"A new Europe," is the ambitious boast Sarkozy promises he will be able to achieve for the world — but only if he is chosen by the French to become their president once more in the upcoming French elections, next spring.
What he thinks would be instrumental to an amended, better Europe, is the inclusion of the UK back into the EU fold. That's despite the unprecedented 23 June referendum result, in which the majority of Brits voted to leave the EU.
Sarkozy claimed that a renegotiation of the EU Treaty, led by himself and Germany, would have: a reformed Schengen passport-free zone; a vastly reduced number of European Commission's prerogatives; and a halt to membership talks with Turkey.
However, Sarkozy's encore plan for a Brexit do-over, seems hinged on his ability to pull off what would be an extraordinarily fast-tracked diplomatic coup.
Day 1 of his French presidency: Fly to Berlin to present German Chancellor Angela Merkel with his version of the EU treaty, affecting all 27 remaining member states. Gain approval from Germany in less than 24 hours.
Day 2 of his French presidency: Fly to London and present the new EU treaty draft, ready for UK Prime Minister Theresa May to consider whether to accept, and in doing so, turn her back on the democratic will of 51% of the British electorate that voted to leave the EU.
Sarkozy's idea of a new treaty to undo Brexit is hopping mad on so many levels https://t.co/SdbBUMOb9d— Wolfgang Munchau (@EuroBriefing) September 28, 2016
"I would tell the British, you've gone out, but we have a new treaty on the table so you have an opportunity to vote again," said Mr. Sarkozy, as quoted in the Financial Times.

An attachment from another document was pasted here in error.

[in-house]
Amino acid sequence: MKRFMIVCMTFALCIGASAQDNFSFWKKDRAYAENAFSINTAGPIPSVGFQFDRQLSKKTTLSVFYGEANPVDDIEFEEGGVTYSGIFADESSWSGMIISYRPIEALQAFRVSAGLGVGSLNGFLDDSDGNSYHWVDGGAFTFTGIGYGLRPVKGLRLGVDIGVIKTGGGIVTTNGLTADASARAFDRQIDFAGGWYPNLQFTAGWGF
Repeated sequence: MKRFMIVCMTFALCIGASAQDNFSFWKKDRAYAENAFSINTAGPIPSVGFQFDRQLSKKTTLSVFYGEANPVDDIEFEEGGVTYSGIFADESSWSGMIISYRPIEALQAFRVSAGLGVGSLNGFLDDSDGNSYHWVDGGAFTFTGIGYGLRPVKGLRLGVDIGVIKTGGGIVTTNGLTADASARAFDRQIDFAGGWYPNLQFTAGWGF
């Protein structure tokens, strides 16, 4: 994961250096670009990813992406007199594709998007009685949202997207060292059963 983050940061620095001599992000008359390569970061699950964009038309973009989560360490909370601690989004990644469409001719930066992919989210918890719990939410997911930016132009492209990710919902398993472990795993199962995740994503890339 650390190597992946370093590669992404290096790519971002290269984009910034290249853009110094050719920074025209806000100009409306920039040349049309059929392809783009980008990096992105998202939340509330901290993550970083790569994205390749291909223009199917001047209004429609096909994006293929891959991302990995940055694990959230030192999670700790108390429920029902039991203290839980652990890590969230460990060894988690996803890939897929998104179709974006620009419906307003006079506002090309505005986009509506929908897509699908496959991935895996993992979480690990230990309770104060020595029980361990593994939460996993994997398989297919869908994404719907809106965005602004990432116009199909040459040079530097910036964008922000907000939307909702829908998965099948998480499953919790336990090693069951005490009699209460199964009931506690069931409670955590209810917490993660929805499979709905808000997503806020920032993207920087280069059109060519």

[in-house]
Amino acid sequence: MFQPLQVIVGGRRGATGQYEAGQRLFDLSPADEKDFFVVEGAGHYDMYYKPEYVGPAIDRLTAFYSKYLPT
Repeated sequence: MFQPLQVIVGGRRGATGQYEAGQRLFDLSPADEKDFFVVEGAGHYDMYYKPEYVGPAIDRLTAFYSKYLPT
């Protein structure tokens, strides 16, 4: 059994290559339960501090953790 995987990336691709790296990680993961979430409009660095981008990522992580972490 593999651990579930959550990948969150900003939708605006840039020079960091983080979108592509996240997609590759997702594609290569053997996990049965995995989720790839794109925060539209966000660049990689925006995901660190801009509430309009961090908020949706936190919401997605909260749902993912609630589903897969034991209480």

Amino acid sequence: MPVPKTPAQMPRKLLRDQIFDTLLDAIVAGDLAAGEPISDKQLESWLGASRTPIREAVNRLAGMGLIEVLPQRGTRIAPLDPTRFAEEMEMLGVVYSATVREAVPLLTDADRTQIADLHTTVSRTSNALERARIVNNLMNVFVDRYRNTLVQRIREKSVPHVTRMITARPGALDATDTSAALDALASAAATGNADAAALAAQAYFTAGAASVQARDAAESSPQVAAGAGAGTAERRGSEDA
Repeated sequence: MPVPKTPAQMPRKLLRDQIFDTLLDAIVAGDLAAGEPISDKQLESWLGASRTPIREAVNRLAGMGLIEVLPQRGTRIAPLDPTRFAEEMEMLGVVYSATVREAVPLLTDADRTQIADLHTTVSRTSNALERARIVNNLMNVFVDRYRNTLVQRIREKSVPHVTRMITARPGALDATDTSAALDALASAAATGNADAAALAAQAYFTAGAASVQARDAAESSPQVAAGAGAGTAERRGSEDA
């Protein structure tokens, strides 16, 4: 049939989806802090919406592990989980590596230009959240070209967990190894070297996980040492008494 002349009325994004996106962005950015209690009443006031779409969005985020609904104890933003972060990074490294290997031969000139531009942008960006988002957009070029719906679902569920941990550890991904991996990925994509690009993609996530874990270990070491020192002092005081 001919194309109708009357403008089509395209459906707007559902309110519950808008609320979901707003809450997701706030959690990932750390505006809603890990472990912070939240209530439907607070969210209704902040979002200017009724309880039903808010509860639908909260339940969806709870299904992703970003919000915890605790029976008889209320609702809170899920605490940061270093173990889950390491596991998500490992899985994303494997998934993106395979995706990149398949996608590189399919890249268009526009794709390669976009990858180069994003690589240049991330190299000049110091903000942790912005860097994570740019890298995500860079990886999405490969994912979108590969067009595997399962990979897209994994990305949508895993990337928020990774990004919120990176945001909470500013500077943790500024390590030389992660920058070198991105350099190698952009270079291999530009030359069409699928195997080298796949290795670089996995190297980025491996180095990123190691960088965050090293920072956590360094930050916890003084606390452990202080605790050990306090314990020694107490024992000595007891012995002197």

"But this time not on the old Europe, on the new Europe.
"Do you want to stay? If yes, so much the better. Because I can't accept to lose Europe's second-largest economy while we are negotiating with Turkey over its EU membership. And if it's no, then it's a real no.
"You're in or you're out."
The prospect of such a monumental political about-face, and at such dizzying speed, has left Brits torn on how to respond.
Bloody Sarkozy. Just who the hell do these people think they are? #Brexit— Elliot J. Cornish (@ElliotJCornish) September 28, 2016
Certainly, many of UK Prime Minister Theresa May's staunchly euroskeptic colleagues are expected to reject such a French overture.
On Wednesday, Lord Michael Howard, the former Conservative Party leader, slammed Sarkozy's suggestion that the UK could abandon Brexit.
Speaking to BBC Radio, he emphasized that there is "no question now of any deal."
"The Brexit vote has created a new dynamic. We are going to leave the European Union…as soon as we can. The uncertainty is something we don't want to prolong."
Indeed, there is still a great deal of uncertainty swirling around the EU's unique dilemma of how to manage the UK's disentanglement from the union.
In the UK, Prime Minister May has refused to say when she will invoke Article 50, the official bureaucratic mechanism that would start the official negotiations. Her reluctance has led to several of her own cabinet members to break ranks and publicly call on her to get the process started as soon as possible.
However, some political commentators have seen an opportunity for Mrs. May to further delay invoking Article 50, in Sarkozy's comments this week.
Meanwhile, in the EU, there is currently no agreement among the remaining 27 members in its negotiating stance towards Britain on key issues such as: immigration controls, whether to grant the UK full access to the single market and on existing trade deals.
However, Mr. Sarkozy said that a renegotiated EU treaty is the only way to stop anti-EU forces across the bloc, such as France's far-right National Front.
The National Front is expected to gain support in next year's elections, to the detriment of Sarkozy's own Republican Party.
"Everybody in Europe is annoyed when France and Germany strike deals, but when they don't, everybody frets," Sarkozy said.
"And don't tell me this treaty would be complicated to negotiate. I have a lot of experience negotiating treaties. The worst would be to do nothing."